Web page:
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Bariatric surgery and progression of chronic kidney disease.
Surg Obes Relat Dis. 2009 Nov-Dec; 5(6):662-5.SO

Abstract

BACKGROUND

Obesity is an independent predictor for the development and progression of chronic kidney disease (CKD). The effect of weight reduction on the progression of kidney disease in patients with pre-existing CKD is unclear.

METHODS

We conducted a retrospective study at a U.S. university hospital of patients with stage 3 CKD (glomerular filtration rate [GFR] 30-59 mL/min/1.73 m(2)) who had undergone bariatric surgery. The renal function of the included patients was recorded for a 2-year period after surgery to analyze the rate of loss or improvement in renal function. The estimated GFR was calculated using the Modification of Diet in Renal Disease 4-variable formula. Patients who developed acute renal failure in the postoperative period were excluded.

RESULTS

A total of 25 patients with stage 3 CKD were included. Their average body mass index at surgery was 49.8 kg/m(2), the mean GFR was 47.9 mL/min/1.73 m(2), and the mean serum creatinine was 1.4 mg/dL. The body mass index had decreased to 38.4 kg/m(2) (paired t test, P < .001) at the end of 6 months and to 34.5 kg/m(2) (P < .001) at the end of 12 months. The mean systolic blood pressure had decreased from 133 +/- 13 to 128 +/- 17 mm Hg at the end of 12 months. The mean GFR at 6 months of follow-up had improved to 56.6 mL/min/1.73 m(2) (P < .001) and to 61.6 mL/min/1.73 m(2) (P < .001) at 12 months.

CONCLUSION

The renal function of patients with CKD might improve after bariatric surgery. Larger and long-term studies are warranted to further analyze the effect of bariatric surgery on proteinuria and hard end-points such as the development of end-stage renal disease.

Authors+Show Affiliations

Department of Nephrology and Hypertension, Cleveland Clinic, Cleveland, Ohio 44195, USA. navanes@ccf.orgNo affiliation info available

Pub Type(s)

Comparative Study
Journal Article

Language

eng

PubMed ID

19359221

Citation

Navaneethan, Sankar D., and Hans Yehnert. "Bariatric Surgery and Progression of Chronic Kidney Disease." Surgery for Obesity and Related Diseases : Official Journal of the American Society for Bariatric Surgery, vol. 5, no. 6, 2009, pp. 662-5.
Navaneethan SD, Yehnert H. Bariatric surgery and progression of chronic kidney disease. Surg Obes Relat Dis. 2009;5(6):662-5.
Navaneethan, S. D., & Yehnert, H. (2009). Bariatric surgery and progression of chronic kidney disease. Surgery for Obesity and Related Diseases : Official Journal of the American Society for Bariatric Surgery, 5(6), 662-5. https://doi.org/10.1016/j.soard.2009.01.006
Navaneethan SD, Yehnert H. Bariatric Surgery and Progression of Chronic Kidney Disease. Surg Obes Relat Dis. 2009 Nov-Dec;5(6):662-5. PubMed PMID: 19359221.
* Article titles in AMA citation format should be in sentence-case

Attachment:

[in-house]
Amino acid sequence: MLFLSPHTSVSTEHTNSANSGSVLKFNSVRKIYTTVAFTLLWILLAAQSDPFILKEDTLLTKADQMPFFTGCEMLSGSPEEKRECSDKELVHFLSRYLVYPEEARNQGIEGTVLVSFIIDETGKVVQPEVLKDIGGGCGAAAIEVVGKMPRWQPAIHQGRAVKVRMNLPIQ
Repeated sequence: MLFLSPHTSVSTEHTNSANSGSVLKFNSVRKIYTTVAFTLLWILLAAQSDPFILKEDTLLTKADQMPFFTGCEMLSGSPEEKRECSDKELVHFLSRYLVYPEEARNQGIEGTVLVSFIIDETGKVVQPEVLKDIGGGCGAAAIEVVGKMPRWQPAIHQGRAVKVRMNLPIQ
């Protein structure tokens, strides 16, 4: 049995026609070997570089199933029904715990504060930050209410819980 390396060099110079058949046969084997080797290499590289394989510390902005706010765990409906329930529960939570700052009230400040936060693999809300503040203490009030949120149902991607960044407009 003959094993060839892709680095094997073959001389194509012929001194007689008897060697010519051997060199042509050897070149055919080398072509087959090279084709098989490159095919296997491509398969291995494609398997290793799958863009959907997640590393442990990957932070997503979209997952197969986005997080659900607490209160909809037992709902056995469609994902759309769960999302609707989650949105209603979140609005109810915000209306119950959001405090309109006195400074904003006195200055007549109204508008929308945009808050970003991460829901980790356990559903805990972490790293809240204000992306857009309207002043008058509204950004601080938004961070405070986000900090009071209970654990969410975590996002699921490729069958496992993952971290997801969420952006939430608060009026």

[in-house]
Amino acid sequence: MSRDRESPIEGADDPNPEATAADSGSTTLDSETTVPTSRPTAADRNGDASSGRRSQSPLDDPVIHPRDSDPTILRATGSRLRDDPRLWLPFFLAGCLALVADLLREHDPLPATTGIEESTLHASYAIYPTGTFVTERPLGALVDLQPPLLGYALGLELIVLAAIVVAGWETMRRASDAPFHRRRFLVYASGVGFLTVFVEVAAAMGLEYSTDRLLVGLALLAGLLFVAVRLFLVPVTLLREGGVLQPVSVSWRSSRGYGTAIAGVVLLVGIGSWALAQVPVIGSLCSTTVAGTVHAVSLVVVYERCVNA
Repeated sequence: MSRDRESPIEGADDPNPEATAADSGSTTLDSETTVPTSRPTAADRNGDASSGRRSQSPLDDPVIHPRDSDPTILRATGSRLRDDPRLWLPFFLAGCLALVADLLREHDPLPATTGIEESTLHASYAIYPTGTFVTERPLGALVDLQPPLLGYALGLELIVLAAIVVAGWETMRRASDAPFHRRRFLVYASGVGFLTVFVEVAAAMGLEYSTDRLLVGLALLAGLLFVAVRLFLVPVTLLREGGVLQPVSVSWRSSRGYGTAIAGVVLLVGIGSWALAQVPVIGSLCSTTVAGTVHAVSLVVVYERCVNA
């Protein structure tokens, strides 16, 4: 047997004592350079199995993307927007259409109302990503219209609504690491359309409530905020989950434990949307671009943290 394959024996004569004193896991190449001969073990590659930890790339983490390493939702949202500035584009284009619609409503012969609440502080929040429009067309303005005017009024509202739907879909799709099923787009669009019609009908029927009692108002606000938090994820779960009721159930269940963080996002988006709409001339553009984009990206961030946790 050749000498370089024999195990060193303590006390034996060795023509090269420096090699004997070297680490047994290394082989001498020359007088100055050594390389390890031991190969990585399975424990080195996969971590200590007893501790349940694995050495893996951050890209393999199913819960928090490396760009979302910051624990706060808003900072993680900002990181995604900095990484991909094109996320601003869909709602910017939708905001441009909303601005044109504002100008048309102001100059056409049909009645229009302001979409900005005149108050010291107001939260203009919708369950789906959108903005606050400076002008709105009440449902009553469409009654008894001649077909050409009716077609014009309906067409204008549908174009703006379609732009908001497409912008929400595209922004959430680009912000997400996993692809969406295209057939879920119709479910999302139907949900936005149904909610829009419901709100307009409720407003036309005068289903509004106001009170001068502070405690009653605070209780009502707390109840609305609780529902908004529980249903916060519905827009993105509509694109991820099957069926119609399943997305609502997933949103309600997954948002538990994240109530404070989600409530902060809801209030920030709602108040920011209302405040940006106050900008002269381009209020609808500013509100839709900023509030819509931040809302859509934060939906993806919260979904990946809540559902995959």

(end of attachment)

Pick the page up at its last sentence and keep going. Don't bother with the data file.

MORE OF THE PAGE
TY - JOUR T1 - Bariatric surgery and progression of chronic kidney disease. AU - Navaneethan,Sankar D, AU - Yehnert,Hans, Y1 - 2009/01/28/ PY - 2009/01/06/received PY - 2009/01/11/revised PY - 2009/01/12/accepted PY - 2009/4/11/entrez PY - 2009/4/11/pubmed PY - 2010/3/5/medline SP - 662 EP - 5 JF - Surgery for obesity and related diseases : official journal of the American Society for Bariatric Surgery JO - Surg Obes Relat Dis VL - 5 IS - 6 N2 - BACKGROUND: Obesity is an independent predictor for the development and progression of chronic kidney disease (CKD). The effect of weight reduction on the progression of kidney disease in patients with pre-existing CKD is unclear. METHODS: We conducted a retrospective study at a U.S. university hospital of patients with stage 3 CKD (glomerular filtration rate [GFR] 30-59 mL/min/1.73 m(2)) who had undergone bariatric surgery. The renal function of the included patients was recorded for a 2-year period after surgery to analyze the rate of loss or improvement in renal function. The estimated GFR was calculated using the Modification of Diet in Renal Disease 4-variable formula. Patients who developed acute renal failure in the postoperative period were excluded. RESULTS: A total of 25 patients with stage 3 CKD were included. Their average body mass index at surgery was 49.8 kg/m(2), the mean GFR was 47.9 mL/min/1.73 m(2), and the mean serum creatinine was 1.4 mg/dL. The body mass index had decreased to 38.4 kg/m(2) (paired t test, P < .001) at the end of 6 months and to 34.5 kg/m(2) (P < .001) at the end of 12 months. The mean systolic blood pressure had decreased from 133 +/- 13 to 128 +/- 17 mm Hg at the end of 12 months. The mean GFR at 6 months of follow-up had improved to 56.6 mL/min/1.73 m(2) (P < .001) and to 61.6 mL/min/1.73 m(2) (P < .001) at 12 months. CONCLUSION: The renal function of patients with CKD might improve after bariatric surgery. Larger and long-term studies are warranted to further analyze the effect of bariatric surgery on proteinuria and hard end-points such as the development of end-stage renal disease. SN - 1878-7533 UR - https://www.unboundmedicine.com/medline/citation/19359221/Bariatric_surgery_and_progression_of_chronic_kidney_disease_ L2 - https://linkinghub.elsevier.com/retrieve/pii/S1550-7289(09)00058-6 DB - PRIME DP - Unbound Medicine ER -